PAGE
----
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We need your help
This is a call to action to anyone who values the hills, mountains and unique landscapes of Britain.
When we go into the great outdoors, we all use paths, bridleways and bridges. Yet these are more vulnerable than many of us realise, and are increasingly suffering from erosion.
More people getting outdoors is a good thing, but the drip-drip effect of countless feet takes its toll. Without intervention, erosion scars on the most popular walking routes have been known to grow up to 30 metres wide (as wide as the M1).
Well-made, sensitively constructed paths are the best defence against this damage. But the cost of skilled labour and the challenge of getting materials to remote locations can make it expensive work: for example, it costs approximately £28,000 to maintain just one kilometre of the 40 kilometre route of the Yorkshire Three Peaks Challenge.
But the challenge of looking after Britain’s paths is becoming greater and greater.
Visitor numbers are rising, and our most popular routes are taking more of a battering than ever.
Storm damage and extreme weather is making things worse. The floods which hit the Lake District during Storm Desmond in late 2015, for example, were estimated to have caused a year’s worth of damage to the region’s paths in a single night, much of which has still not yet been repaired.
And money is getting tighter. Much upland path work falls outside the responsibility of local authorities, and National Parks have been squeezed in recent years by budget cuts of up to 40%.
In many places paths are eroding faster than they can be repaired.
But here’s the good news – together we can turn things around.
Mend Our Mountains: Make One Million is asking everyone to step up to the challenge facing the places we care about. We want to raise £1 million in total for a range of vital projects within the UK’s entire family of 15 National Parks, encompassing England, Wales and Scotland.
This appeal is a ‘sequel’ to the first Mend Our Mountains campaign, which thanks to your generosity raised £103,832 through crowdfunding in the spring of 2016 and was named ‘Campaign of the Year’. The picture below shows the difference your donations made on one of the projects featured in the campaign – the Ringing Roger path on Kinder Scout in the Peak District.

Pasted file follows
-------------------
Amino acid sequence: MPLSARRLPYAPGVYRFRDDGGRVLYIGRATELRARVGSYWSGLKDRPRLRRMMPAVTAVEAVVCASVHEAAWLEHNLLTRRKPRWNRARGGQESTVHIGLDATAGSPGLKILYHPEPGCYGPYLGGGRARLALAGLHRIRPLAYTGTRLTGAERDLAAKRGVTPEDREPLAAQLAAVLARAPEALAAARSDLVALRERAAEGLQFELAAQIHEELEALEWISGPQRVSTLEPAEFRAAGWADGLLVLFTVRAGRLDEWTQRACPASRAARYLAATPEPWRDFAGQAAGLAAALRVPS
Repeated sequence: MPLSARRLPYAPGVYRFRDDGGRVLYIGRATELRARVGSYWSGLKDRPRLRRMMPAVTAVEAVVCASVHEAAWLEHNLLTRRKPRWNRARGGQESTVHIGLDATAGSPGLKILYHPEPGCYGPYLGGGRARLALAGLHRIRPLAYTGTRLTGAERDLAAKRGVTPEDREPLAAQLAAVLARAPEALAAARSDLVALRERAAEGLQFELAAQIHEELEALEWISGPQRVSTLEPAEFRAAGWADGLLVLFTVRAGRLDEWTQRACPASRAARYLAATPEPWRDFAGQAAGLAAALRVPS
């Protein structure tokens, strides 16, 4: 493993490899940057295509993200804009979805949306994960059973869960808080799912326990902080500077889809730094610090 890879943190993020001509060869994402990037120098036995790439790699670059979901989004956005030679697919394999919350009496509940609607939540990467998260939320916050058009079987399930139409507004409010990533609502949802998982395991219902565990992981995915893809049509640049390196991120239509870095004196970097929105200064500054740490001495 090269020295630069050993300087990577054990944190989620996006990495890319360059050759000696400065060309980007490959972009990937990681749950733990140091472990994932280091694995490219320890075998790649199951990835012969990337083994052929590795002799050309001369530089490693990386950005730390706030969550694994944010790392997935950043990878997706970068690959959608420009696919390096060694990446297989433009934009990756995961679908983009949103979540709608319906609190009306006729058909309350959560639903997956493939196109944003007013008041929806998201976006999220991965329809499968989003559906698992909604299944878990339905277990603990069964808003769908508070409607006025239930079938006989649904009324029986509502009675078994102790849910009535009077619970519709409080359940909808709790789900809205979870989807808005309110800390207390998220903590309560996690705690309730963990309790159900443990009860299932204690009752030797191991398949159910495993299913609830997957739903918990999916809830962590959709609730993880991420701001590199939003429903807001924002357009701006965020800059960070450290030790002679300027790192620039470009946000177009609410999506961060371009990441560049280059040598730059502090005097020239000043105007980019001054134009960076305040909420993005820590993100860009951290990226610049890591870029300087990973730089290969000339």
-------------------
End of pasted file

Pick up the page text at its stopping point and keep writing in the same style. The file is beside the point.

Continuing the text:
You can read about more of the fantastic work the first Mend Our Mountains campaign helped to make happen here.
Now we are raising our sights ten times as high. We want to kickstart more and bigger projects all across Britain. But we can’t do it without your help.
Why should you donate?
First and foremost, your donation will have a direct and positive impact on landscapes all over the country. By giving to Mend Our Mountains today, you will help us preserve these places for the future, for everyone.
But this is about more than just tidying up a few muddy paths – it is about protecting the health and integrity of places which are important in the lives of millions of people. By protecting paths we make a sustainable foundation for our enjoyment of the outdoors in future and all the benefits it brings to our health and wellbeing.
Mend Our Mountains: Make One Million will benefit all the UK’s 15 National Parks, but with a primary focus on 13 major projects. You can read more about these by navigating to them from the homepage of this site, and take a more in-depth look at how the campaign works here.
A donation today on this page will be put into a central pot which will be distributed among the projects.
Donate now and protect our paths for the future.
Donate here to help us raise £1 million. You can make a donation of any size – choose ‘Donate what you want’ – or select one of the other amounts. If you want to donate directly to a specific project, you can find them in the ‘Our Projects’ section of the website.
All online donations are currently via PayPal – if you would prefer not to use this method or would like to make a large donation (£500~), please contact the team directly on email@example.com. All money raised goes via the BMC’s charity, the Access and Conservation Trust.